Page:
Why Digital Equity Matters!
Listen and learn : Panel
Monday, June 25, 10:00–11:00 am
Patricia Brown Carla Jefferson Wes Kriesel Dr. Adam Phyall Meenoo Rami Regina Schaffer Brian Smith Knikole Taylor Dr. Sarah-Jane Thomas
As we reimagine and further define digital equity, there's an increasing need for professional learning opportunities. We'll facilitate a dialogue about the multiple dimensions of digital equity with the goal of determining actionable steps for K-12 campuses.
|Attendee devices:||Devices useful|
|Attendee device specification:||Smartphone: Windows, Android, iOS
Laptop: Chromebook, Mac, PC
Tablet: Android, iOS, Windows
|Participant accounts, software and other materials:||Google Apps and Medium|
|ISTE Standards:||For Coaches:
Professional Development and Program Evaluation
Excellence in Professional Practice
According to Davis, Fuller, Jackson, Pittman, and Sweet (2007), digital equity is defined as “equal access and opportunity to digital tools, resources, and services to support an increase in digital knowledge, awareness, and skills.” Over the past decade, teachers and administrators continue to grapple with what this truly means for the K12 classroom. Additionally, they are seeking new ways to close the digital divide while attempting to adequately redefine the term “digital equity” as our population of students continue to change demographically. As we seek a clear and shared definition, we must re-imagine professional development to effectively prepare teachers for this work in the midst of rapid district adoptions of digital content.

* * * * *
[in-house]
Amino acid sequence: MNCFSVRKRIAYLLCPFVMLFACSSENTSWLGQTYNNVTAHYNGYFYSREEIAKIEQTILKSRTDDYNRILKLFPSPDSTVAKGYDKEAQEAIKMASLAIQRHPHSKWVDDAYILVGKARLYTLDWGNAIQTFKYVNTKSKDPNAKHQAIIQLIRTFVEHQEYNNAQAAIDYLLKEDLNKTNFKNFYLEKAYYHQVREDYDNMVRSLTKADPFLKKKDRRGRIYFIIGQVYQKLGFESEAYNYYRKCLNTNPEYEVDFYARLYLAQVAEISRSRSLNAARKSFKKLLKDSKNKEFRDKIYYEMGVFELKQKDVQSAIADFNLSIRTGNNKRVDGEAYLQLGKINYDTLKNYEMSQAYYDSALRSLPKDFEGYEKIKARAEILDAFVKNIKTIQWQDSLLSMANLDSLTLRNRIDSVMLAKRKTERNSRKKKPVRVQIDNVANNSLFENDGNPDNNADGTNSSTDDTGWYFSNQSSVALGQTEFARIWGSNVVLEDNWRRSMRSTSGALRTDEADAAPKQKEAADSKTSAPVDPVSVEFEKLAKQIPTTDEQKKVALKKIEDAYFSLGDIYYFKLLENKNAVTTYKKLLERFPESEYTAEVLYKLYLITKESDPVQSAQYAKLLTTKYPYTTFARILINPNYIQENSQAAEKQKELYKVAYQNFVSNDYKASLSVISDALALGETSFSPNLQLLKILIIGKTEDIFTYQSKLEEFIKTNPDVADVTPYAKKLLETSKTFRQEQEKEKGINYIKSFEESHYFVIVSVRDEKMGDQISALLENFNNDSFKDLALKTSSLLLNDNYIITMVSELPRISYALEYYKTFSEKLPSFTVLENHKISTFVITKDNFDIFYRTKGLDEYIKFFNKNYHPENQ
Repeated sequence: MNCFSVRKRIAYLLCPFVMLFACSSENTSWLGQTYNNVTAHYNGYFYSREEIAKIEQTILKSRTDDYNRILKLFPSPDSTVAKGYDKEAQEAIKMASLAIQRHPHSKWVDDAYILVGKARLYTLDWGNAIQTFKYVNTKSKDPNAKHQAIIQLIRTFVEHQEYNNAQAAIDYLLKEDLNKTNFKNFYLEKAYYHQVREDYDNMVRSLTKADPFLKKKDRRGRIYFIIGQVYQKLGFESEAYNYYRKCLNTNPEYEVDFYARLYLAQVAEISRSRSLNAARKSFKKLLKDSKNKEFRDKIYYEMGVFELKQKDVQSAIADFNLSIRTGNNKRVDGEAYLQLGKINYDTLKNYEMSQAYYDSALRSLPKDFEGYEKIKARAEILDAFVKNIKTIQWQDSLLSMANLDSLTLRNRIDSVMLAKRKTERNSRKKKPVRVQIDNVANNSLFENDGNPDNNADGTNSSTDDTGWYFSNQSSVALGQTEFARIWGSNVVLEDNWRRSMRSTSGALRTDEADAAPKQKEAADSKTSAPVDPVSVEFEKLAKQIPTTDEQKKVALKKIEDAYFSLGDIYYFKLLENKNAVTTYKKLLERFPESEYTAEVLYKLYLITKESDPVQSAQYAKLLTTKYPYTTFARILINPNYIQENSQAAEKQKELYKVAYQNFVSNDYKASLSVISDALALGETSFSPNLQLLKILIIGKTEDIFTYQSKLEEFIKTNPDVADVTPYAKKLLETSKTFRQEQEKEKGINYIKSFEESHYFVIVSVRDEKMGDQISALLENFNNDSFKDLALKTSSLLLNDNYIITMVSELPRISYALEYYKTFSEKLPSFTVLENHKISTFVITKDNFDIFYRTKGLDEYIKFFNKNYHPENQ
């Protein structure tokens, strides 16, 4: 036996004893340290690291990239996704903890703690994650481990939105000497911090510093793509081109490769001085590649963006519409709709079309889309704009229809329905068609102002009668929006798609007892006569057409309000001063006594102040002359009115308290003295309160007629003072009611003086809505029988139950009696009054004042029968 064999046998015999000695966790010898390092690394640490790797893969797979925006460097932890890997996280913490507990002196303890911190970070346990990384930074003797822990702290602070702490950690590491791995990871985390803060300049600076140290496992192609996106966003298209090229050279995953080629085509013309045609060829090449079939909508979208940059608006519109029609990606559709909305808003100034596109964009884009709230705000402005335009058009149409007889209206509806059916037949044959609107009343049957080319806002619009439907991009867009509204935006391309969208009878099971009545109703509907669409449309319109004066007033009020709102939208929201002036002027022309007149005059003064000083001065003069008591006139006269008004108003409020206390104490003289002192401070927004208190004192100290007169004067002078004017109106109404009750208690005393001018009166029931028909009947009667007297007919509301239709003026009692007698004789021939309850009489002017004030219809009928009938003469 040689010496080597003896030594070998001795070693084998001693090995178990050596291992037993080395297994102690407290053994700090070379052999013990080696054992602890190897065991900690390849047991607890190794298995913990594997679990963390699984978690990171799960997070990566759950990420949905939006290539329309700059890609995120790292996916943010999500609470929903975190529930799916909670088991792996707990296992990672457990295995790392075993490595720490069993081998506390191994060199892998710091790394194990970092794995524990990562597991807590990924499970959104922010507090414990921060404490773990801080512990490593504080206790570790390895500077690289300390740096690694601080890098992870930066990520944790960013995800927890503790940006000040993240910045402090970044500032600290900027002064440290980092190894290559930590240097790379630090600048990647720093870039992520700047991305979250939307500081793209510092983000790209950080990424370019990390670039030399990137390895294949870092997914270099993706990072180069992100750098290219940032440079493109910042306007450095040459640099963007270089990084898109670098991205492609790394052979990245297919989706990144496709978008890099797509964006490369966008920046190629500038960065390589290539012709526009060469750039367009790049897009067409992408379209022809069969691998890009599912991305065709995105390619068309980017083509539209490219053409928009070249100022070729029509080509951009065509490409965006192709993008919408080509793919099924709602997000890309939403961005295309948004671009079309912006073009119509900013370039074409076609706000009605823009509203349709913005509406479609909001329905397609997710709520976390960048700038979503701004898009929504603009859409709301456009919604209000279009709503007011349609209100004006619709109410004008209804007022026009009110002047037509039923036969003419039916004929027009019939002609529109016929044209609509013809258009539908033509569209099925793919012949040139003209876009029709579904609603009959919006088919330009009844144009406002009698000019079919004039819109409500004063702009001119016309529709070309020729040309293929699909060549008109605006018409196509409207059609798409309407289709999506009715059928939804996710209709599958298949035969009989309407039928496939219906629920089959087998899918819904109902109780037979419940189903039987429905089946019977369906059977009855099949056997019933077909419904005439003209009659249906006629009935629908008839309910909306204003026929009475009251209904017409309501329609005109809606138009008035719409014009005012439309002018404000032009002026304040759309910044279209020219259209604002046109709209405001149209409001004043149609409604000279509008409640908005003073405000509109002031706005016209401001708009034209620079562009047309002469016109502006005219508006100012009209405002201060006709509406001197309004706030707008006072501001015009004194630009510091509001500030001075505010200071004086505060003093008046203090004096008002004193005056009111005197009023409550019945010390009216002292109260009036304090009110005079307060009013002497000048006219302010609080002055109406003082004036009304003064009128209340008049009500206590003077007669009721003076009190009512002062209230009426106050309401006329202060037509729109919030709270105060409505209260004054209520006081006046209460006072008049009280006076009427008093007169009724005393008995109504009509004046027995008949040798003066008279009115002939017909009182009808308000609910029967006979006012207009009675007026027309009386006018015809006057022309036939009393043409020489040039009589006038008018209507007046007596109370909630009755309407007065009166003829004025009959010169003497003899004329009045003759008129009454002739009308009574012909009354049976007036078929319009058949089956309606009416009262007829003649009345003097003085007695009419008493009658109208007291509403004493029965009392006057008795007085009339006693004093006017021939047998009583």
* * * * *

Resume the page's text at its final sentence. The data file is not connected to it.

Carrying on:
Over the past few years, we have engaged ISTE conference attendees through rich discussions, ignites, and keynotes that have addressed diversity and digital equity; however, we realize that as our student population continues to grow and change so should the climate of the professional learning experience and how we support students. As the Digital Equity PLN, we feel that we can't simply talk about digital equity. We need action! To be most effective in our actions, we need opportunities to share perspectives and to engage in meaningful professional learning through a broad range of perspectives.
We hope to facilitate a dialogue in a space filled with all stakeholders while re-imagining “digital equity” in today’s landscape in order to push pass using this term as a buzzword only. During our time together, we will look at a wide range of professional learning opportunities, including several ISTE affiliates, and focus on what they are doing differently to clearly identify areas for personal and professional improvement. The goal is to determine the most effective ways in which we can support one another when doing work related to digital equity.
Evidence of success will be determine through the development of collaborative actionable steps and a post assessment about new learnings and new professional learning opportunities related to digital equity. A shared site with curated resources and additional goals and/or recommendations will also be made available for attendees. Although we have mentioned several key ideas to help determine success, we recognize that true success in this area evolves over time through an ongoing commitment to doing the necessary work to achieve digital equity for all.